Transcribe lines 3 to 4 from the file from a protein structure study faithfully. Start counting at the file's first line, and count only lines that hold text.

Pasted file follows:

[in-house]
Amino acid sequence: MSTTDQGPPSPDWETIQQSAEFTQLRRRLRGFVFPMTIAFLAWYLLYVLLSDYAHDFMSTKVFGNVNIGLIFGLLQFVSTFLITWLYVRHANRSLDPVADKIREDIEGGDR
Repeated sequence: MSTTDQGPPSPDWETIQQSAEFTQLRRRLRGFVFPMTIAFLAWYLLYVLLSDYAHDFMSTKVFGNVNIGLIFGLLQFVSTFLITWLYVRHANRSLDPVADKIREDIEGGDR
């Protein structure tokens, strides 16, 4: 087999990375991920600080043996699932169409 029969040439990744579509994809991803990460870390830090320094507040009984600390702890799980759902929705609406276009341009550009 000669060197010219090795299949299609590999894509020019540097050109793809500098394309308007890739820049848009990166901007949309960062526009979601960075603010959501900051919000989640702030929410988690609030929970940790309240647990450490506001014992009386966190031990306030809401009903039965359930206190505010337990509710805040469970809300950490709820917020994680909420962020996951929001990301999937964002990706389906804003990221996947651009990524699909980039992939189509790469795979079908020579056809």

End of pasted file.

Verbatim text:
Repeated sequence: MSTTDQGPPSPDWETIQQSAEFTQLRRRLRGFVFPMTIAFLAWYLLYVLLSDYAHDFMSTKVFGNVNIGLIFGLLQFVSTFLITWLYVRHANRSLDPVADKIREDIEGGDR
């Protein structure tokens, strides 16, 4: 087999990375991920600080043996699932169409 029969040439990744579509994809991803990460870390830090320094507040009984600390702890799980759902929705609406276009341009550009 000669060197010219090795299949299609590999894509020019540097050109793809500098394309308007890739820049848009990166901007949309960062526009979601960075603010959501900051919000989640702030929410988690609030929970940790309240647990450490506001014992009386966190031990306030809401009903039965359930206190505010337990509710805040469970809300950490709820917020994680909420962020996951929001990301999937964002990706389906804003990221996947651009990524699909980039992939189509790469795979079908020579056809």